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What causes delirium in older adults?

Audrey K. Chun, MD
Geriatric Medicine
Being older, having some degree of cognitive impairment, being frail, having a sensory impairment (poor vision or hearing), and being dehydrated or malnourished can predispose a person to delirium. It occurs frequently in patients who have undiagnosed dementia and results in an "unmasking" of the dementia.

Delirium also may be a marker of diminished cognitive reserve, meaning that the brain has a reduced capacity to respond optimally to trauma (such as acute stress) and illness. Many medications can cause delirium, and delirium is associated with a long list of medical problems, including infections, neurological diseases, alcohol withdrawal, and anything that deprives the brain of oxygen, such as respiratory, cardiac and metabolic disorders.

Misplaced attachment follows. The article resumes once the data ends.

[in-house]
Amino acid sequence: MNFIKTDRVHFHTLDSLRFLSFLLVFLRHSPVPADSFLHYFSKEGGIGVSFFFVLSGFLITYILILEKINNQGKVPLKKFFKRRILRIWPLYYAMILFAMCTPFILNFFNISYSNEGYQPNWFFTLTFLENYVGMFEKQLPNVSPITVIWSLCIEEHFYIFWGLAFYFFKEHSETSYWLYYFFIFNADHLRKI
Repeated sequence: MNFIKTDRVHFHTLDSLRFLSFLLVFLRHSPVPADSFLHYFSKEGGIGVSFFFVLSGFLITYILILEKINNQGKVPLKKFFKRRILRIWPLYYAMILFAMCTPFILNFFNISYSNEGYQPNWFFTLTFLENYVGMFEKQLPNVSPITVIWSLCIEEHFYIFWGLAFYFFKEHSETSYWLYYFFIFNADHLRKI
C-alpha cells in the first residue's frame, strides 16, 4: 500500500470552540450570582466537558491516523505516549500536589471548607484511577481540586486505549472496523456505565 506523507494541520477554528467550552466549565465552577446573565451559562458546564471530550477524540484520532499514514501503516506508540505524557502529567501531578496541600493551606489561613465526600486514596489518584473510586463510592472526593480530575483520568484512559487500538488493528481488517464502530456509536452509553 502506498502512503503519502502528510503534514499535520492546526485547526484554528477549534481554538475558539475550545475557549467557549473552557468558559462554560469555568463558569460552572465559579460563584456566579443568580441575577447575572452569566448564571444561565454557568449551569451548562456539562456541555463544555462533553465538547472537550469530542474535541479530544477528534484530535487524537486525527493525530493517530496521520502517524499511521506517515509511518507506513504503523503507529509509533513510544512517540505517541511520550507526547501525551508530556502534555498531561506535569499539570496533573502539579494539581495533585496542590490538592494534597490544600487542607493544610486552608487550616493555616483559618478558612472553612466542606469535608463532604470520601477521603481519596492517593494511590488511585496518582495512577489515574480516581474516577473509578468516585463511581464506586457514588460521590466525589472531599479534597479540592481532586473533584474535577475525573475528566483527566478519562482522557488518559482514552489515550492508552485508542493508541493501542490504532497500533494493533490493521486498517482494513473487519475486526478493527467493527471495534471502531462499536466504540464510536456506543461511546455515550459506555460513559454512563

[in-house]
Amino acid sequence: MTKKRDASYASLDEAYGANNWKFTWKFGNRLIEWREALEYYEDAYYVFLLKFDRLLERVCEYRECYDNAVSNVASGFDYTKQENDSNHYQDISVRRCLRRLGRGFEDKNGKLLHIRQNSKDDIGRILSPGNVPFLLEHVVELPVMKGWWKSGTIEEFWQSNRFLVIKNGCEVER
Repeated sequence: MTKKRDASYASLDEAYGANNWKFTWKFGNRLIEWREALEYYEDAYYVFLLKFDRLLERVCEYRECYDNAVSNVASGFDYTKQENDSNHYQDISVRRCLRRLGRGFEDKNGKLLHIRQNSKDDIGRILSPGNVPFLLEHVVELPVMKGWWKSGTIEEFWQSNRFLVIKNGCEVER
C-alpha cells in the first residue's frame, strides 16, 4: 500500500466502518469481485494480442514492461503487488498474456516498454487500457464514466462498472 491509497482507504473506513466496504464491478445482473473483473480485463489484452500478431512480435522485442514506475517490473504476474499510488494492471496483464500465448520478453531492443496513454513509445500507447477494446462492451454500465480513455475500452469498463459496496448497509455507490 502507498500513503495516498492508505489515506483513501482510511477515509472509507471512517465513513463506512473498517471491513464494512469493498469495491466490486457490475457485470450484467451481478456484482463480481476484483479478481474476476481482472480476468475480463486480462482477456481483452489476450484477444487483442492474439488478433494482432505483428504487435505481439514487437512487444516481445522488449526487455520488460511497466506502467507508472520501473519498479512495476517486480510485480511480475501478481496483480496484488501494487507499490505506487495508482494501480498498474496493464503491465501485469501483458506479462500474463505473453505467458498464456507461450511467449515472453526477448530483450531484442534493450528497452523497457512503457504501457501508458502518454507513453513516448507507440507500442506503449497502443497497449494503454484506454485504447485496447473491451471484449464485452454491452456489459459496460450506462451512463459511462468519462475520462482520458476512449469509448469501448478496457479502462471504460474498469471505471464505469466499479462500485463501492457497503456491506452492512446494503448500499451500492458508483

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Important: This content reflects information from various individuals and organizations and may offer alternative or opposing points of view. It should not be used for medical advice, diagnosis or treatment. As always, you should consult with your healthcare provider about your specific health needs.